One significant contributor to SEO is meaningful link text. That's also a vital part of accessibility for people who must rely on screen readers.
Most screen readers let the user hear a list of links in the page, either in the order in which they occur or alphabetical order (the user can choose the order). So if all of your links are "Click here" — as in "<link>Click here<endlink> to order [title of book here]" — people who are visually disabled will hear "click here, click here, click here" when the list is read to them. If you leave out the "click here" and instead use "Order [title of book here]" as the link text, then people who are visually disabled will be able to find that link — and order your book — easily.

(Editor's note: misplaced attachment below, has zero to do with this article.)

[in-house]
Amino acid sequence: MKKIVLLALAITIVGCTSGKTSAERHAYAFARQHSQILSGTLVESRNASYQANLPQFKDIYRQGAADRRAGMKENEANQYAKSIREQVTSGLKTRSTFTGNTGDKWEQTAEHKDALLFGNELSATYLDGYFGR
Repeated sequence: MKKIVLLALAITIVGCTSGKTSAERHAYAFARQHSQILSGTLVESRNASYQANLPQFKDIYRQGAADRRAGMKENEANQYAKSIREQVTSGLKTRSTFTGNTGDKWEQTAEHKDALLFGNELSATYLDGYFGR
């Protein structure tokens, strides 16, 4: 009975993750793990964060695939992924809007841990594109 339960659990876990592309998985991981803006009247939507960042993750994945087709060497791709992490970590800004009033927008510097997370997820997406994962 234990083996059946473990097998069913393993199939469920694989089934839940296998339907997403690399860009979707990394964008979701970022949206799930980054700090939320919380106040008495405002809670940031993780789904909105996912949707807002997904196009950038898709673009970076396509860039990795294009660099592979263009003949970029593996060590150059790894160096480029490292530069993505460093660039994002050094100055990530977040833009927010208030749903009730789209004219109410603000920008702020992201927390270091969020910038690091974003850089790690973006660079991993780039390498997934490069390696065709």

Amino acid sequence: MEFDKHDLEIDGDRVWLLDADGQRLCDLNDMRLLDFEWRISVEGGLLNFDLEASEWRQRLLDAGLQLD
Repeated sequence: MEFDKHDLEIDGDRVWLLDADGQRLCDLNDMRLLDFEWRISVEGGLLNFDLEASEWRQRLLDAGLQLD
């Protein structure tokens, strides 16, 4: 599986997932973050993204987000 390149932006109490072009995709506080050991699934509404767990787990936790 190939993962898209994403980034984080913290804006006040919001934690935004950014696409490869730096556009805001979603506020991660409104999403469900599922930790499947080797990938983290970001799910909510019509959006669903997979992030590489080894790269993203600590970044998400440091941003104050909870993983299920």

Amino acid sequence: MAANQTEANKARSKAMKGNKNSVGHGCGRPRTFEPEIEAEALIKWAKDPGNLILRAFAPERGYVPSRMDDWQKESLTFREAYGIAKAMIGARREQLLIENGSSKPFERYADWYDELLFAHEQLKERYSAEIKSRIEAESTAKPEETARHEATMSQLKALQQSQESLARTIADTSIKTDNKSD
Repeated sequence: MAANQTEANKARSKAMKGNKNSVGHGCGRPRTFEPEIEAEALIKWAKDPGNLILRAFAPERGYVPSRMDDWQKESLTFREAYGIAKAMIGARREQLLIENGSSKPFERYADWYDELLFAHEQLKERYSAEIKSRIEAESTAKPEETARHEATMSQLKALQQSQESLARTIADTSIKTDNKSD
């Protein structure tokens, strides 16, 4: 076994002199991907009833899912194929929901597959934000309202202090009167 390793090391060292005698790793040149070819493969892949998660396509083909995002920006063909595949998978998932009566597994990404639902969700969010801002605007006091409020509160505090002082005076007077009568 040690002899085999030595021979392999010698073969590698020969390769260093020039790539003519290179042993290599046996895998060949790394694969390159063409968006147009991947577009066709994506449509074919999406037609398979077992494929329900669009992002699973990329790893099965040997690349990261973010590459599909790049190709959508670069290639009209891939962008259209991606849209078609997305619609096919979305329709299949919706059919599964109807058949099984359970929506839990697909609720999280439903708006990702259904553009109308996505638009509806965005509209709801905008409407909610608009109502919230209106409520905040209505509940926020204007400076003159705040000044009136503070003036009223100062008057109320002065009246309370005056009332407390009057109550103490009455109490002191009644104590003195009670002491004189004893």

So meaningful link text is essential for accessibility.
Also, search engines determine page ranking by, among other factors, the text in links that point to the page. So if all your links to the page for ordering your wonderful book say "click here," search engines will decide that the page for ordering your book should appear in search results when people search for "click here." You probably want them to find it when they enter words in the book's title as their search terms. So let's look back at the wording on your page and see how you can make that happen. It turns out to be simple: Just make the link text "Order [title of book here]" — the very same thing you did to make your page more accessible.
And that makes sense, if you think of search engines as having visual, aural, and cognitive disabilities.
So the short answer is, "Believe it."